Essentially, it works like this: three slot reels spin, each with a number from 1 to 7 and a character portrait; at first there are only two visible (Sephiroth and Angeal), though more portraits are unlocked as you meet key characters during the story.  The player can earn beneficial status effects from getting at least one 7 in any reel or matching three of the same number - temporary invincibility, immunity to physical/magic attacks (either for a short period or the entire battle) or reducing MP or AP costs to 0 (ditto).  Getting two matching pictures on the left and right reels begins a "modulating phase", stopping the action temporarily and moving the reels to center-screen for another spin.  At this point, if all three reels have matching portraits, you get a bonus to your HP, MP, AP and SP and do one of several limit break animations (depending on the character they landed on).  The numbers spin during this phase too, which can potentially power up one of your equipped materia - rolling two of the same number from 1 to 6 will cause a materia in that slot to gain a level, while rolling three of the same will give it two levels instead.  If you roll three 7s during this phase, Zack himself will gain a level, permanently boosting his own stats.  A triple-7 is not completely random, however - Zack does have a hidden experience counter and must hit a certain threshold before the reels even have a chance to land on it.  As the game progresses more modifiers are added to the modulating phase, allowing you to perform summon attacks or earn bonuses like free items or casting a number of beneficial status effects all at once.  It certainly keeps the combat dynamic, but having no real control over what effects you'll get or when you get them may be a turnoff to some, especially during some of the tougher missions.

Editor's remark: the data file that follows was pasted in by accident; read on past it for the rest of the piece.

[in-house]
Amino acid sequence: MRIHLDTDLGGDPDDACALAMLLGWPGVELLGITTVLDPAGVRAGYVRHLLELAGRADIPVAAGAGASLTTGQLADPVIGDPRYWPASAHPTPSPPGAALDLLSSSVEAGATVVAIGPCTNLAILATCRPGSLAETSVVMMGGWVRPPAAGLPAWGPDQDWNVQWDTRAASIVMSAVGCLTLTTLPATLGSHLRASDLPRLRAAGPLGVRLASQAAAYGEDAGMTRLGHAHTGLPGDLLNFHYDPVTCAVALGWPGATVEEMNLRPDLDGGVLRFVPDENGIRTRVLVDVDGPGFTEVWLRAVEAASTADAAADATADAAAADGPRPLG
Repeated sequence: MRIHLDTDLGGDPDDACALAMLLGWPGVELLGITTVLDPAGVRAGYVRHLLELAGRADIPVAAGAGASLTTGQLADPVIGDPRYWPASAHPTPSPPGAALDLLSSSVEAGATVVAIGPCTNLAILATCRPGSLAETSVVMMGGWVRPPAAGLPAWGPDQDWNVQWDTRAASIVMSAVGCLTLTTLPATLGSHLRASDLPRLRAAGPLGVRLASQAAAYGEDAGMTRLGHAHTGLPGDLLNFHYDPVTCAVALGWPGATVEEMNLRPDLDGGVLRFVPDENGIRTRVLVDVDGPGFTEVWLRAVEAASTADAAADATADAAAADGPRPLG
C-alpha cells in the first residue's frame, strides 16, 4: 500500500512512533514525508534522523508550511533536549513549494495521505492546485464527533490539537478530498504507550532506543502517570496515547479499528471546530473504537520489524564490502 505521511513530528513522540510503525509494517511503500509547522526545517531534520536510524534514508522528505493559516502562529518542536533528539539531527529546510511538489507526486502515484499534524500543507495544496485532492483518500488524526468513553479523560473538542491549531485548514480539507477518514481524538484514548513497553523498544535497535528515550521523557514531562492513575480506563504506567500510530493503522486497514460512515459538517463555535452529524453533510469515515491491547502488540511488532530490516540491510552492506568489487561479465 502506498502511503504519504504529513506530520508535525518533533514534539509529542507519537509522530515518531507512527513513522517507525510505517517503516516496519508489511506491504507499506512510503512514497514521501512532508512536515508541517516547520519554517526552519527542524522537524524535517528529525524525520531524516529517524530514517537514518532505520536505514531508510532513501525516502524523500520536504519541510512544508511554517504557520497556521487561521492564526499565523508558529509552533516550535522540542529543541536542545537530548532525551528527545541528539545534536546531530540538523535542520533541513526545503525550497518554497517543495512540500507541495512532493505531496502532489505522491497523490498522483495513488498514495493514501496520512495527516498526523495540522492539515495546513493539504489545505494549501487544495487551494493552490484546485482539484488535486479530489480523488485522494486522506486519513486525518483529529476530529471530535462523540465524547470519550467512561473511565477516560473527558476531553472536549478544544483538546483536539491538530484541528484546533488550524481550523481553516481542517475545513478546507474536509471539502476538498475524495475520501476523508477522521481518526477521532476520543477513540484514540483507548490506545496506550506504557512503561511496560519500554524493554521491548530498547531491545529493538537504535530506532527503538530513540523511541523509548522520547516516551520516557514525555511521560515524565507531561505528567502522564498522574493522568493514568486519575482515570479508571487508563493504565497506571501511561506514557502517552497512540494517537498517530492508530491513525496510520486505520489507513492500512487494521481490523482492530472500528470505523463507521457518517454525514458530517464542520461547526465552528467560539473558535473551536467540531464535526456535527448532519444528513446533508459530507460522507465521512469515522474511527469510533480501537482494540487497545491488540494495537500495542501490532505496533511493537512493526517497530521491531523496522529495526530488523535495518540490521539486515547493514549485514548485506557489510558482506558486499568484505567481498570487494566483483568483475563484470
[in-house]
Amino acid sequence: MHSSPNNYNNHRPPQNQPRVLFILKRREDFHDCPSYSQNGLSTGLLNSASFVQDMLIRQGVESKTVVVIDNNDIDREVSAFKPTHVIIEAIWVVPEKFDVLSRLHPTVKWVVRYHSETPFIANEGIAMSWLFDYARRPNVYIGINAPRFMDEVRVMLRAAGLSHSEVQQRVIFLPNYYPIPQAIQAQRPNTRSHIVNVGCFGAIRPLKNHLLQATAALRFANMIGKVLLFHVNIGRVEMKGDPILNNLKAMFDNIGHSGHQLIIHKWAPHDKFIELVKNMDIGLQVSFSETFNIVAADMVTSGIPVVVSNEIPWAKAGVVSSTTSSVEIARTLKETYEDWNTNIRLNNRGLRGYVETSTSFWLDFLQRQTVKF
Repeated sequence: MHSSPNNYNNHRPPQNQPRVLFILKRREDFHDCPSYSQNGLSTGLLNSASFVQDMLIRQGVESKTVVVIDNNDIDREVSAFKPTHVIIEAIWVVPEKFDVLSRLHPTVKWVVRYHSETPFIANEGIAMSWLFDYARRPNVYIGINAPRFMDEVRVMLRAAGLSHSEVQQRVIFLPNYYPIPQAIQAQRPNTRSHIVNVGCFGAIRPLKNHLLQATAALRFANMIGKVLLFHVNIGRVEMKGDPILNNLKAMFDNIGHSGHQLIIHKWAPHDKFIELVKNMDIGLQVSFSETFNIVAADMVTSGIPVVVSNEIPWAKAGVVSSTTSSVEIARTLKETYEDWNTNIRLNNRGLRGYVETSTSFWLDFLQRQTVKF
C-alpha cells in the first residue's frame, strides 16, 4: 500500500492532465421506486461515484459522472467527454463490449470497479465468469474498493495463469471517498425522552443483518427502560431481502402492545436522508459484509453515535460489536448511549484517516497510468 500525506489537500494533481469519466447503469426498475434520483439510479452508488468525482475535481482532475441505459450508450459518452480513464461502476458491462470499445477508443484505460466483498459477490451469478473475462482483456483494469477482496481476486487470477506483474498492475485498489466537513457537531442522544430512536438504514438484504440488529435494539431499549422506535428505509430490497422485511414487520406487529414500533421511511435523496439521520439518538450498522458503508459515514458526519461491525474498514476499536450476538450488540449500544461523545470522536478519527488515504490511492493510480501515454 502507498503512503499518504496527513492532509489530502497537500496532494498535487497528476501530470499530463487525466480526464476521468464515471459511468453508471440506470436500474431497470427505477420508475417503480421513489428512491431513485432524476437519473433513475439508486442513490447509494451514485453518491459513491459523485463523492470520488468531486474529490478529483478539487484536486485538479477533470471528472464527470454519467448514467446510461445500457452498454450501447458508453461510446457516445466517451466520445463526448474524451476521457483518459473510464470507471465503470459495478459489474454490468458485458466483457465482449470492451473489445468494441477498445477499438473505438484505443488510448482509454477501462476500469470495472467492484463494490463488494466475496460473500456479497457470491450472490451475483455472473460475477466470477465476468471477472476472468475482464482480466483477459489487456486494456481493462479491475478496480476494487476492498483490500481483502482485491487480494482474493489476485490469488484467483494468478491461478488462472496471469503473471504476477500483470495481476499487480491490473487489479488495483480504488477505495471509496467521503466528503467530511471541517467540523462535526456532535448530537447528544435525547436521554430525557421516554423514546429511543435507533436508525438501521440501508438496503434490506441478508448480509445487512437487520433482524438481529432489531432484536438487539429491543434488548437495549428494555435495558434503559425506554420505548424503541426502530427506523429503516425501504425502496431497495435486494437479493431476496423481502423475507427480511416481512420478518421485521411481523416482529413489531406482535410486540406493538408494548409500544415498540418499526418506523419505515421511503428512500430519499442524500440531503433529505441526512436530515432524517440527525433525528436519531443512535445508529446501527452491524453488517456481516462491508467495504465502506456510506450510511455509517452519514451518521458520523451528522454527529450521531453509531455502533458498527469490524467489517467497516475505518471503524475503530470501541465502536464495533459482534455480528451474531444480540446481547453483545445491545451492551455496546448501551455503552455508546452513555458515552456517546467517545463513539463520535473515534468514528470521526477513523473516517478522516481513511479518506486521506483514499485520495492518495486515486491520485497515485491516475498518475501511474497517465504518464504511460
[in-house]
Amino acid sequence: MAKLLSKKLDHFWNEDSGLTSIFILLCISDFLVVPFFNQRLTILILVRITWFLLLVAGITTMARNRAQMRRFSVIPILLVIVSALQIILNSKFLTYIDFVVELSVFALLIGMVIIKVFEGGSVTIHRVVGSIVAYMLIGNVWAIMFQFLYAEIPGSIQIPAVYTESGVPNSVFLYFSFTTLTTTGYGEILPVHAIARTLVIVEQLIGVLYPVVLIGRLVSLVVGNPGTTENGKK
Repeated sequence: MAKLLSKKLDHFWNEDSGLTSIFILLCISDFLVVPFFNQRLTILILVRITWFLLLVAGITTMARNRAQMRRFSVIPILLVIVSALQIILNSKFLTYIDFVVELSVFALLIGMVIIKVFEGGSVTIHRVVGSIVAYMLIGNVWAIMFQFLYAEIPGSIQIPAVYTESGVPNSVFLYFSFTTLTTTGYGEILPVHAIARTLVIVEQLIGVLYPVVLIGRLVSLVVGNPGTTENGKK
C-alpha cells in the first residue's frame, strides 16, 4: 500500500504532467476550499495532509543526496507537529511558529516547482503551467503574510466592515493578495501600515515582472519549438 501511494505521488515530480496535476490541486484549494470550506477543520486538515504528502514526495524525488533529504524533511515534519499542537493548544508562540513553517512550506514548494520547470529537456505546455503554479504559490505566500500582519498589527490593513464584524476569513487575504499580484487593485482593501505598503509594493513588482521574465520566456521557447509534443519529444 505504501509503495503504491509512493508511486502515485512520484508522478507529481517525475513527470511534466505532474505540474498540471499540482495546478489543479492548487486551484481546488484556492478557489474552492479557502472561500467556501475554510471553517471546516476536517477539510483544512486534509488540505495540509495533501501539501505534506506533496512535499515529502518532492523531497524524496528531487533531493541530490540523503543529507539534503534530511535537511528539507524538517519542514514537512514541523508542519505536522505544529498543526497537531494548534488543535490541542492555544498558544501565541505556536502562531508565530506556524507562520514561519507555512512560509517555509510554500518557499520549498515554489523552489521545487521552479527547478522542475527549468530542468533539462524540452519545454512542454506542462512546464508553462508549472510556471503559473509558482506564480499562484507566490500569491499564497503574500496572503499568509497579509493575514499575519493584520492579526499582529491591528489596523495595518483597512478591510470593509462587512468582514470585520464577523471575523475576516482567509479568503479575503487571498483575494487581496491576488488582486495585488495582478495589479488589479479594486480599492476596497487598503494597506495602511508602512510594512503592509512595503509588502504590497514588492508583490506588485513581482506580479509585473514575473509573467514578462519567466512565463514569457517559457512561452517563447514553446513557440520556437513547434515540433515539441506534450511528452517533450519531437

Soldier Points have another important effect in the game too; namely, tying into the Materia Fusion system.  This operates a bit like the magic crafting system from Final Fantasy 15, having the player combine two materia together to get a new one with the effects of both.  Fusing a Fire and a Dark materia together, for example, will create Dark Fire, which deals damage and inflicts Poison and Silence status at the same time.  Some materia also grant stat bonuses when equipped, like a bonus to Vitality, Attack or Luck, and these can be carried over to other materia that they are fused to, creating a cumulative effect if they have the same stat bonus.  Later in the game, one can even mix in items to get more stat bonuses, though only up to a certain point - trying to raise materia stat bonuses above a certain threshold (generally around 40) can only be done by fusing similar materia to them.

Crisis Core is definitely the standout title among the numerous Final Fantasy VII spinoffs.  While I wouldn't call it a masterpiece, one can definitely tell that the team behind it had passion for the series and wanted to do right by its fans.  (In fact, they famously wanted to include more interactions between Zack and Cloud, though they had to drop the majority of those planned scenes owing to the UMD format's relatively low storage space).  Its gameplay is relatively simple, yet fun, the story does justice to Final Fantasy VII and rarely feels superfluous, and the materia crafting system definitely provides some extra play value for the die-hard stat-grinders in the audience (though the random element to gaining levels certainly makes it more protracted than it needs to be).  For a portable spinoff game to a beloved classic, Crisis Core didn't blow me away, but it certainly didn't let me down.

Developer: Square Enix
Publisher: Square Enix
Platform: Playstation Portable, PS4, PS5 PC, Switch, XBox One, XBox Series
Released: 2007, 2008, 2022
Recommended version: The HD ports on various platforms are definitely the ones to play nowadays, though you should try to get the PC, XBox Series or PS5 version if you can; I encountered quite a bit of lag and hitching on the PS4 release.  The PC version also has a fan mod available to restore the original voice acting from the PSP version if that's your preference.